So for three days a week, I get up early, I sit in unnecessary traffic burning uncessessary fuel, and work in one of a dozen or so nearby cafes. I visit different places on different days, depending on my mood, what work I have on, or the kind of ‘fix’ I need.
Because cafes are a strange sort of self-medication, I’ve discovered – the scruffy student bar inspires different things to the shiny, on trend city-centre coffee shop. The different music & sounds & smells all trigger different responses in my brain, or something, and I find I’m much more able to immerse myself in whatever I need to create that day.

Ok, I still feel self-indulgent – I’m pretty sure any office with an unending supply of cake and a quiet soundtrack of William Fitzsimmons/Damien Rice would make me feel that way – & I guess I’m still figuring out how to be entirely ok with how much less ‘worthy’ my new life/work is. But it’s a life hack, or a productivity one, and I’m all about encouraging people to go with what works.

For me, that just happens to be cake. I guess I’m just naturally blessed. ??

Where do you find you’re most productive? Do you think I protest too much? 😉

21 Comments

  • one tiny leap

  • January 15, 2016

I love this post SO much! It’s everything I think and feel, and so glad to have read this. It’s strange, but true that at home I achieve about nothing, and when in a café I get everything done at light-speed. Thanks for sharing x

  • Emma

  • December 22, 2015

if truth be know I am the worst shop keeper, but it does give me some where that isn’t home from where I can write and edit my photos. Occasionally I sell stuff, sometimes to my surprise quite a lot of stuff. But really I’m just there because I like to watch the world go by and write my blog. It’s cheaper than an office and I don’t have to pay for the coffee.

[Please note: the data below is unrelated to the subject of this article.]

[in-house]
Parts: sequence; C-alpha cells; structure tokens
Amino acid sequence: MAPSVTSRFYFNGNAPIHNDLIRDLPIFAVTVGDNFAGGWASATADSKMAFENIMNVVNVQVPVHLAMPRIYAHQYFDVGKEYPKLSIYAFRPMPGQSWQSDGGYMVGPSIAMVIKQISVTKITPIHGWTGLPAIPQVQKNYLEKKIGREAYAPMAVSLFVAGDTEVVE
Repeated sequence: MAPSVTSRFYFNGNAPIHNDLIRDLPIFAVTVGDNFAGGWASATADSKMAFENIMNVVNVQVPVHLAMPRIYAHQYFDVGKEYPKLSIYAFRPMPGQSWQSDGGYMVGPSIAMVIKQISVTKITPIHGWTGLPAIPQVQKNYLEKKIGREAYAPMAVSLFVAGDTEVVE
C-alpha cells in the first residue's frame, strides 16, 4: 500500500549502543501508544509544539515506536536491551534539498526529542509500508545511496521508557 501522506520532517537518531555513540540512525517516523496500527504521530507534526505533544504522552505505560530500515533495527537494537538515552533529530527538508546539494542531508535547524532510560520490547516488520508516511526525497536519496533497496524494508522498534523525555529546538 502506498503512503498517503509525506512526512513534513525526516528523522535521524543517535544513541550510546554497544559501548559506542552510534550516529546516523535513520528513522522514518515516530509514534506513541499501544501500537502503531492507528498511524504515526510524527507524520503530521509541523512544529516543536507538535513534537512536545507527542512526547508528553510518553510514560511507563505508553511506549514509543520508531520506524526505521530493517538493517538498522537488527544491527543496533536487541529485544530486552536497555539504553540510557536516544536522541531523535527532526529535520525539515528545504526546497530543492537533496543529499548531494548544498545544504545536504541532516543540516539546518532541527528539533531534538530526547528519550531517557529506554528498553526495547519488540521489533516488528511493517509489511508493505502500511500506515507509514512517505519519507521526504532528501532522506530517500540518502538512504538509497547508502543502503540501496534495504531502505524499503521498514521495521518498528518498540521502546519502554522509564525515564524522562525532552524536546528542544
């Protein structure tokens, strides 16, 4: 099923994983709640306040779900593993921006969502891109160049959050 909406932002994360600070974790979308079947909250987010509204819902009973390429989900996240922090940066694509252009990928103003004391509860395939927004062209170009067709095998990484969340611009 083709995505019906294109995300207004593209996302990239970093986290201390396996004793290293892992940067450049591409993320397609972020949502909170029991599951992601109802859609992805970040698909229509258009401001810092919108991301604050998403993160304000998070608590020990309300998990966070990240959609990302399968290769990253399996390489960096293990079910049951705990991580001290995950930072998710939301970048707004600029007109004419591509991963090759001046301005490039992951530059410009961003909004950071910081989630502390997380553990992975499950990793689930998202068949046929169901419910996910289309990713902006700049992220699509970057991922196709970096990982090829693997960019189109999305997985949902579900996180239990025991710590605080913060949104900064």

• Dixiezetha

  • December 11, 2015

It’s EXACTLY how I feel! I find working in a cafe is so much more effective, and I always work better there.

  • Skye O'Neill

  • December 10, 2015

I struggle to work from home too and always have, even as a student. For me, it’s the laundry and the chores etc, but I agree that being around other people somehow takes the edge off. I wonder if perhaps work (especially creative or original work) comes easiest when we take the pressure off by being somewhere not associated with “work” – a place whose primary purpose is something entirely different? Somehow that allows us the freedom to just play around and not take things so seriously, especially if we have a tendency to be overly self-critical.

  • Jessica Rose

  • December 10, 2015

I’ve never worked in a cafe but I always wonder what the cafe owners think if you sit there nursing the same coffee for two hours!! Do they not try to move you along?? I remember me and my sister trying to find a place to sit in a coffee house not long ago and it was full. So off we went, came back an hour later and the same people were sitting in the same place and their cups were empty. Me and my sister where hungry!!! I’m thinking…Move!! ;))

  • Kate Bilby

  • December 09, 2015

Oh my the inner critic which destroys all productivity…I know him well. This post feels like you’ve given voice to something which has been niggling away at me for some time.

A new area, the difficulties of making friends and a hard fought for, but latterly hard loathed, home working lifestyle have all led to me struggling to “create” in my own way, and feeling guilty about needing to base myself somewhere other than home or a soulless office to work.

I need to let go of the feeling “I have it too good” by being able to work like this and embrace it for what it is self indulgent cafe working and all.

Now I’m going to scare that inner angry voice away with some belated christmas cake baking and come back to writing a pithy meaningful strategy later with a glass of wine and an air of thankfulness instead of defeat.

  • woodenwindowsills

  • December 09, 2015